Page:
In other words, the $305K valuation you are seeing in Zillow may not be accurate.
How do you get a better idea of the market value of your home? You can either pay for an appraisal, or have a real estate agent prepare a CMA (Comparative Market Analysis) for you. And of course, not all appraisals or CMAs are created equally either”¦
All that being said, refinancing in Maricopa county in 2006 means it’s probable you are indeed underwater ”“ you owe more on your home than you could sell it for in today’s market. How much you are actually underwater is another question. It may not be as bad as Zillow indicates (to be fair to Zillow, that Zestimate could be spot on. Or you may be deeper underwater than indicated”¦).
So”¦ do you short sell and cut your losses or keep fast and steady?
I can’t answer that question.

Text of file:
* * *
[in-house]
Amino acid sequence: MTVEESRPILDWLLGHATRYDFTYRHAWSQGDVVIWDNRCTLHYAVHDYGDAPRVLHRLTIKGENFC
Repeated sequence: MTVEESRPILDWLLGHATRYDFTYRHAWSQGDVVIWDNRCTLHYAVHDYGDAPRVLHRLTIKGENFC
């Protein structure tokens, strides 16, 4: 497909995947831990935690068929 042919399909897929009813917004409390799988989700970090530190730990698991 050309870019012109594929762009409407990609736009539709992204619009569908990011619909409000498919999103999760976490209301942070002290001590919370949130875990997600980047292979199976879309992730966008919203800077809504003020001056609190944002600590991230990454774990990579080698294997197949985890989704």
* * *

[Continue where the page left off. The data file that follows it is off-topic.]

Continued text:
Short selling may not even be an option. Unless you can prove a hardship to your lender ”“ prove that you can not continue to make the payments ”“ it is unlikely they will approve a short sale. LOTS of people are underwater. I’ve yet to meet anyone that likes making payments on an home that isn’t worth now what it was then. But your not liking to make the payments means nothing to the lender. To be honest, they could care less whether you like it or not”¦ So if you still have the financial means to make your mortgage payments, short selling is probably not even an option.
If that’s the case, keeping fast and steady, getting a loan modification (good luck with that), “walking away”, or renting the home may be your only viable options. Yes, this stinks to high heaven, but that’s reality.